Fragrant. Ample. Hardy. Handsome. Aah lavenders… I do love you so. I also love that I can get away with planting lavender everywhere in the garden. My partner really wants the garden to be primarily herbs and edibles, and although I push the boundaries all of the time with resplendent coreopsis, statuesque freesia, and cheerful azaleas, I try to rationalize the beauty in the garden with some sort of purpose. it’s not hard with lavender – bees love the flowers, and lavender gives a unique flavor to the honey.
And we all are aware of the calming effects of lavender. (Lavender pillow spray anyone? Lavender eye satchel? Lavender triple-milled soap?! Mmmm. I’m getting dreamy just thinking about it all). But did you know that lavender also has a soothing effect on irritated skin? This makes lavender-infusion oil a great option for cleaning the face, or for using as a moisturizer, either alone, or in a blend. (Directions and recipes for the aforementioned coming soon).
So here it is – an easy recipe for a lavender-infused oil.
What you’ll need:
- 1 1/2 cups fresh harvested lavender flowers, young stems, and leaves (or approximately 1 cup already dried – and avoid the older, woody stems)
- 1 cup of a lightly scented oil of your choosing * I prefer almond or extra-virgin olive oil
- 1 8 oz. mason jar *If you have more lavender and would like to make a larger batch, simply alter recipe as necessary – so long as the dried lavender is fully covered by oil once it is jarred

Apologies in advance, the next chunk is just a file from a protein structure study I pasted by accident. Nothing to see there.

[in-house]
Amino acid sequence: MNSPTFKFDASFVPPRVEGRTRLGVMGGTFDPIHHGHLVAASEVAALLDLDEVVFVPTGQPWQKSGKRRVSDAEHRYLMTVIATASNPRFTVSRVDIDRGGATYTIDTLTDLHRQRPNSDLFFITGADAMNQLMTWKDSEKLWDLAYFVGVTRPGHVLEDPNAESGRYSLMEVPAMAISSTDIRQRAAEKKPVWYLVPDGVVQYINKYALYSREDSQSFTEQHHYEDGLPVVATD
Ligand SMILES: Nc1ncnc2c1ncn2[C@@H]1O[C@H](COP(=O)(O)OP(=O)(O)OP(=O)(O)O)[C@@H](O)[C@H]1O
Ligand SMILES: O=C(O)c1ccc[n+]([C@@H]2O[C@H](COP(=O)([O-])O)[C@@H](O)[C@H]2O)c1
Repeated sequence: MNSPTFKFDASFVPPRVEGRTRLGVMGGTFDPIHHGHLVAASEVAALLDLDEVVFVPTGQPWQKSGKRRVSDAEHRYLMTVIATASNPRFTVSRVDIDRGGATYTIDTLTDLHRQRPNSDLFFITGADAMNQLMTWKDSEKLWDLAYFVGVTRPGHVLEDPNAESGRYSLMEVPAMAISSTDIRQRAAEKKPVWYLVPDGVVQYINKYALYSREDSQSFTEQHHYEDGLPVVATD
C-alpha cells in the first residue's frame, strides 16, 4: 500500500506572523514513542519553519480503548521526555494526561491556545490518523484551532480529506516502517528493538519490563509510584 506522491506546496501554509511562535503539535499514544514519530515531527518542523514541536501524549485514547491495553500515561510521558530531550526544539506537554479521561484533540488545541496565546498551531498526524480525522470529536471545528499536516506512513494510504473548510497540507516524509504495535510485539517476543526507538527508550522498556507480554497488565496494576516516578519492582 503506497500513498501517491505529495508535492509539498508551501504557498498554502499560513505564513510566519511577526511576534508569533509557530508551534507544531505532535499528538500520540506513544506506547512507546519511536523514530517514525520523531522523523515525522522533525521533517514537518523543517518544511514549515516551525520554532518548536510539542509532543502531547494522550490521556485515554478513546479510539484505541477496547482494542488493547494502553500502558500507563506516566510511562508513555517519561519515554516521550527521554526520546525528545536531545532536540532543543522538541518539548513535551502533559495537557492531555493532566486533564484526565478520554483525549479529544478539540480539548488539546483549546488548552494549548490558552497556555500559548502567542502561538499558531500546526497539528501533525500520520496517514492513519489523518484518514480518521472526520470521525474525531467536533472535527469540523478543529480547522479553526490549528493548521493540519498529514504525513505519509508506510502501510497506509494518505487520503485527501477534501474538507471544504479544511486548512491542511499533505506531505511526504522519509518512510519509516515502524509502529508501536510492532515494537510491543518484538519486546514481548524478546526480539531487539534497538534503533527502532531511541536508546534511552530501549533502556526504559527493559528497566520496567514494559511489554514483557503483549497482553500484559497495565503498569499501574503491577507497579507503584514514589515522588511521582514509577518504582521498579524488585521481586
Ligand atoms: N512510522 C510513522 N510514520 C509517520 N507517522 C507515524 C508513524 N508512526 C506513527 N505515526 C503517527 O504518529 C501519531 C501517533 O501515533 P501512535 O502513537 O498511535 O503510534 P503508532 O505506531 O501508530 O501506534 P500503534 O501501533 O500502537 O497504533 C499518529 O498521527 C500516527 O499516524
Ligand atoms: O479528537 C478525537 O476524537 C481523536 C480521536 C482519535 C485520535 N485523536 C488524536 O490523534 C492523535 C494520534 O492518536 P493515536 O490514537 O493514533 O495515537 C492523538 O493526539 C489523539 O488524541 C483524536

- Gather the lavender in pieces 5-6″ in length, and lay in the same direction.
- Use a rubber band or piece of string to tie the bottom of the lavender, and hang in a dry, warm area for at least two weeks. * This eliminates the chance of the lavender still retaining moisture, and the oil going rancid.
- Chop the dried lavender into smaller pieces – 1-2 inches in length, and then gently crush the flowers using clean hands, or bruise the flowers with a mortar and pestle, to help release the aroma.
- Place the lavender in a 8 oz. mason jar (or larger if you have more!).
- Pour in your oil of choosing, making sure that the oil covers your lavender by at least 1/2″.
- Cover the jar tightly with the lid and set in a sunny window to infuse for between 3 and 6 weeks, smelling periodically to reach your desired level of scent.
- Strain your oil using a fine mesh colander, into a small mason jar.
- Label your jar with the flower infusion (lavender) and the oil base (in this case, I used olive) and store away, ready to use for massages, washing your face, as a calming lotion, or to mix in with skin care recipes.